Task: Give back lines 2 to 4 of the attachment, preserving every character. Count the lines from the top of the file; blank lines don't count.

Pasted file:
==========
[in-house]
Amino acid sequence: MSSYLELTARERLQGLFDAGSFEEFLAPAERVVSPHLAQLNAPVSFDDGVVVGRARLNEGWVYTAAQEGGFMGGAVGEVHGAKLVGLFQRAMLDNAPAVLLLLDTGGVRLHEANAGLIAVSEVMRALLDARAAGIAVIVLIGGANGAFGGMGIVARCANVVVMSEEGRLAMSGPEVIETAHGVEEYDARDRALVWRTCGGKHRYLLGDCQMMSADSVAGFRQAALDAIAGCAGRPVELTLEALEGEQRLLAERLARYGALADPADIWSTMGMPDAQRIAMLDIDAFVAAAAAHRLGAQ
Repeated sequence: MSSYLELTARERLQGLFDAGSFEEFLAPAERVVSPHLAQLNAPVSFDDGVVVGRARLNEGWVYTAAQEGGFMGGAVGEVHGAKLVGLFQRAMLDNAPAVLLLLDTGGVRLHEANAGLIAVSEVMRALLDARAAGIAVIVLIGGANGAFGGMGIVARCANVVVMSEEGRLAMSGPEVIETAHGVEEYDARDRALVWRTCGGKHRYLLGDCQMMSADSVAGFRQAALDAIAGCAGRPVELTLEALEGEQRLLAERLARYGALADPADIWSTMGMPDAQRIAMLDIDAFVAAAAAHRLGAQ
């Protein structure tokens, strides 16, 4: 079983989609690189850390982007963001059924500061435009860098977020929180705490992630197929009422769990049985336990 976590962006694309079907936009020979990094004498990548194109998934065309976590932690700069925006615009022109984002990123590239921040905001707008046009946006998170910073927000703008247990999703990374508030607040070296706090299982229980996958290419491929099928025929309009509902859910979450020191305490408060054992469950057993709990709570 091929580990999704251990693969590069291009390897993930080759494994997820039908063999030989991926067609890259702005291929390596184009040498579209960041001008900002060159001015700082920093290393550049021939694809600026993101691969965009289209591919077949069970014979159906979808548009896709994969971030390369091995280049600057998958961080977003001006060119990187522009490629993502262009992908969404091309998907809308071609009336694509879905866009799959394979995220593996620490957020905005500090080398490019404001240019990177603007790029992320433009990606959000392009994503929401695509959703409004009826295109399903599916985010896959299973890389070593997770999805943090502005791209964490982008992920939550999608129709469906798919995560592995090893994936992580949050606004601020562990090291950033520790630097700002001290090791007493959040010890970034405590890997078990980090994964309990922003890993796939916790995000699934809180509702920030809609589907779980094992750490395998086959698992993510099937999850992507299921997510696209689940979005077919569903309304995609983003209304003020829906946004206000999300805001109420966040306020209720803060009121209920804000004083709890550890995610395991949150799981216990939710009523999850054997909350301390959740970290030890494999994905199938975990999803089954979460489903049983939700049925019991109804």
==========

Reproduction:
Amino acid sequence: MSSYLELTARERLQGLFDAGSFEEFLAPAERVVSPHLAQLNAPVSFDDGVVVGRARLNEGWVYTAAQEGGFMGGAVGEVHGAKLVGLFQRAMLDNAPAVLLLLDTGGVRLHEANAGLIAVSEVMRALLDARAAGIAVIVLIGGANGAFGGMGIVARCANVVVMSEEGRLAMSGPEVIETAHGVEEYDARDRALVWRTCGGKHRYLLGDCQMMSADSVAGFRQAALDAIAGCAGRPVELTLEALEGEQRLLAERLARYGALADPADIWSTMGMPDAQRIAMLDIDAFVAAAAAHRLGAQ
Repeated sequence: MSSYLELTARERLQGLFDAGSFEEFLAPAERVVSPHLAQLNAPVSFDDGVVVGRARLNEGWVYTAAQEGGFMGGAVGEVHGAKLVGLFQRAMLDNAPAVLLLLDTGGVRLHEANAGLIAVSEVMRALLDARAAGIAVIVLIGGANGAFGGMGIVARCANVVVMSEEGRLAMSGPEVIETAHGVEEYDARDRALVWRTCGGKHRYLLGDCQMMSADSVAGFRQAALDAIAGCAGRPVELTLEALEGEQRLLAERLARYGALADPADIWSTMGMPDAQRIAMLDIDAFVAAAAAHRLGAQ
């Protein structure tokens, strides 16, 4: 079983989609690189850390982007963001059924500061435009860098977020929180705490992630197929009422769990049985336990 976590962006694309079907936009020979990094004498990548194109998934065309976590932690700069925006615009022109984002990123590239921040905001707008046009946006998170910073927000703008247990999703990374508030607040070296706090299982229980996958290419491929099928025929309009509902859910979450020191305490408060054992469950057993709990709570 091929580990999704251990693969590069291009390897993930080759494994997820039908063999030989991926067609890259702005291929390596184009040498579209960041001008900002060159001015700082920093290393550049021939694809600026993101691969965009289209591919077949069970014979159906979808548009896709994969971030390369091995280049600057998958961080977003001006060119990187522009490629993502262009992908969404091309998907809308071609009336694509879905866009799959394979995220593996620490957020905005500090080398490019404001240019990177603007790029992320433009990606959000392009994503929401695509959703409004009826295109399903599916985010896959299973890389070593997770999805943090502005791209964490982008992920939550999608129709469906798919995560592995090893994936992580949050606004601020562990090291950033520790630097700002001290090791007493959040010890970034405590890997078990980090994964309990922003890993796939916790995000699934809180509702920030809609589907779980094992750490395998086959698992993510099937999850992507299921997510696209689940979005077919569903309304995609983003209304003020829906946004206000999300805001109420966040306020209720803060009121209920804000004083709890550890995610395991949150799981216990939710009523999850054997909350301390959740970290030890494999994905199938975990999803089954979460489903049983939700049925019991109804």